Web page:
Ukrainian cryptocurrency mining driven underground

Ukrainian cryptocurrency mining driven underground
In Ukraine bitcoin mining has been driven underground
By Fabrice Deprez in Kyiv June 26, 2018

Unlike real mining, creating bitcoins is not an underground activity, but the legislative fog surrounding the business and the aggressive tax and security forces have driven it into the dark in Ukraine in one of the few sectors where the war-wracked country has the potential to be a world leader.

When officers from Ukraine’s security service barged in the flat of Anatoly Kaplan –the founder of Forklog, a news website focused on cryptocurrency and blockchain and based in Odessa– in December 2017, he quickly realized he had an option that many others in the country’s industry did not have: going public.

“It’s easier for a media, if it’s not working we can just move somewhere else. Others don’t have that option,” Kaplan told bne Intellinews. The SBU accused Forklog of being used by a criminal group to change bitcoins into hryvnia’s, despite the news website having no such functionality. Kaplan is now fighting the charges from Israel.

Since the price of bitcoin exploded in 2017, Ukraine has been booming with cryptocurrency and blockchain projects. But the frantic development of the local industry is hampered by legislative confusion and cases of pressure from law enforcement agencies, which has pushed most of the industry in the shadows.

In hiding

Since 2017, Ukrainian media have reported an increased number of cases against people or companies involved in the cryptocurrency business. In August 2017, Ukraine’s security service seized 200 computers in a Ukrainian institute used to illegally mine bitcoins.

The raid on Forklog, in which several hard drives containing cryptocurrency were seized, was not the first of its kind but attracted more media attention because Kaplan denied the charges. In March, Ukraine’s Prosecutor Office and the SBU claimed to have dismantled 400 crypto farms that were being used to finance separatist entities in the eastern part of the country.

Such cases have contributed to make Ukrainian crypto miners “extremely paranoid” while scaring away potential investors, a source closely involved in the country’s cryptocurrency industry told bne Intellinews. “All the big miners are hiding now,” he added, declining to be named because he is not supposed to talk to the media.

Reasons for miners and cryptocurrency traders to remain quiet are numerous, according to Kaplan and others industry insiders. Uncertainty about cryptocurrency’s legal status in Ukraine –not illegal, but not clearly recognized either– is one, making even those willing to be in the open unsure of the proper way to navigate the country’s bureaucracy.

Pressure from law enforcement is also a real issue that stems from wide-spread corruption combined with the largely irregular nature of the industry. “A lot of miners don’t pay for electricity for example, or they will have imported their hardware illegally,” claims Kaplan. Under-the-table deals with local energy companies or straight up electricity theft can turn miners into easy target for corrupt law enforcement agencies. “Many prefer to just pay,” Kaplan says.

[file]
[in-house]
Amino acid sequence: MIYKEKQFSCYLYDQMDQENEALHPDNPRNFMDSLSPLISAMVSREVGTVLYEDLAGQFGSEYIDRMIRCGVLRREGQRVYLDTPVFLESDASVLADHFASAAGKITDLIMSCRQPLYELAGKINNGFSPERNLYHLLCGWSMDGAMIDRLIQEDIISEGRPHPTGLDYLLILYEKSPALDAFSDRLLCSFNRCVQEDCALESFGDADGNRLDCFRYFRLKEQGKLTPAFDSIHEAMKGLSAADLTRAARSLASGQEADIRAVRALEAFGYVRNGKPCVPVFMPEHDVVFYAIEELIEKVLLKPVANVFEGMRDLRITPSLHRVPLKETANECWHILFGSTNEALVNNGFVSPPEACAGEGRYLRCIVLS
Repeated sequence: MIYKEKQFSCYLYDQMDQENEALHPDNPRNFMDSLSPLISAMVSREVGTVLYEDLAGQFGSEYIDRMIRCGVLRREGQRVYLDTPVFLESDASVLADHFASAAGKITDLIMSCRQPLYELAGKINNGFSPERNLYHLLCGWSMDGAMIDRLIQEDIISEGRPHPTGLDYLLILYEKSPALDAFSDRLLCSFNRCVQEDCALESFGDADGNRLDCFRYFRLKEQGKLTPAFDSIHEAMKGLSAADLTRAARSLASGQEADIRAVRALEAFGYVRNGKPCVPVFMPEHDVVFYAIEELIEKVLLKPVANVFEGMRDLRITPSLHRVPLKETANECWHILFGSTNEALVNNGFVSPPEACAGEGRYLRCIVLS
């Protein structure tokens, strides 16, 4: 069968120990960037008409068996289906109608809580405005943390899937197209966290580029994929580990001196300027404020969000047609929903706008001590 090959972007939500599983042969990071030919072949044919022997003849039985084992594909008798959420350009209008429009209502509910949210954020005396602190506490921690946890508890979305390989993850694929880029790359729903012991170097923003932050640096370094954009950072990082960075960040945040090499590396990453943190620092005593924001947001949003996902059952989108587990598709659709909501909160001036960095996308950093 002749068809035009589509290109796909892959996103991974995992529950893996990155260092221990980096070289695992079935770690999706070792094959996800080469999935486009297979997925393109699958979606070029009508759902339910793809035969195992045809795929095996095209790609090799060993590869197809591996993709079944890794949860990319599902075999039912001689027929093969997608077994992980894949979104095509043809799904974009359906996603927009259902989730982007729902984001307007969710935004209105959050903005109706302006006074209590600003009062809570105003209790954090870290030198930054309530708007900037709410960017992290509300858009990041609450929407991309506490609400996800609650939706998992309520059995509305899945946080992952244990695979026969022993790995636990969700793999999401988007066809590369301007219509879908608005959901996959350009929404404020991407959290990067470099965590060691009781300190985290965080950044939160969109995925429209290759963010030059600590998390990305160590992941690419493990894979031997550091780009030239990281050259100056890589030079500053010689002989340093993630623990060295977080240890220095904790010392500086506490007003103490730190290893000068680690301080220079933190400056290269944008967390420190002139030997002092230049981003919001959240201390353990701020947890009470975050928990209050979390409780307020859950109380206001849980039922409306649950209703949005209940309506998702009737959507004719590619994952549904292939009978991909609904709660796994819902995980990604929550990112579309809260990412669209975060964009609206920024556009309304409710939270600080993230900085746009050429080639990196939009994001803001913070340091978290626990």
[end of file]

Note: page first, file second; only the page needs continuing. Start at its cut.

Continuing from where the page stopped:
Ukraine’s potential as a cryptocurrency success story is real, thanks to Europe’s cheapest electricity as well as a qualified IT workforce. But with most of the country’s cryptocurrency actors keen to stay in the dark, there is no official or reliable data about the size of the sector.

Legislative blur

Ukraine’s authorities have been enthusiastic about the potential of blockchain but remain wary about cryptocurrency, keeping it in a legislative blur that also contributes to hamper its growth in Ukraine, experts argue.

“We know that cryptocurrency in Ukraine is not illegal,” Artem Afian, Managing Partner at Juscutum, a Ukrainian law firm specialized in the IT sector, told bne IntelliNews. “But the main problem is that, though we know what it is not, we still don’t know, legally speaking, what it is.”

For people involved in mining or trading cryptocurrency, this legislative confusion has very concrete consequences. “For example, many businesses aren’t sure how to pay taxes, or they know that trying to pay taxes will mean even more problems for them, so they simply don’t,” Afian says.

In March, the Minister of Economic Development said the government was planning to include the mining of cryptocurrency into the official state register of economic activities. “By adding the crypto mining sector to the classifier, we will bring it out of the shadow economy and collect more budget revenues” Minister of Economic Development Stepan Kubiv said in a press release. But some doubt this will be enough, while other attempts at legislating have remained unsuccessful so far.

Others remain optimistic. In a busy industrial area on the outskirts of Kiev, Oles Slobodeniuk showcases Hotmine, a start-up where a dozen people work on finding new ways to efficiently mine cryptocurrency. Further down the building, ventilators and racks of processors are lined up in a noisy room. “It’s just a showroom,” Oles says, though he admits the mining of bitcoin makes about half of his company’s revenue, with the other half coming from the sale of mining equipment. Slobodeniuk started working in the cryptocurrency business in 2013 and has since become one of Ukraine’s biggest bitcoin advocate. Neither the difficult legislative context nor the fall of the bitcoin’s prince in 2018 has been able to faze him: “Bitcoin is profitable,” he says, and “will be. And of course it’s legal. Mining bitcoin is just mathematics. You can’t ban mathematics.”

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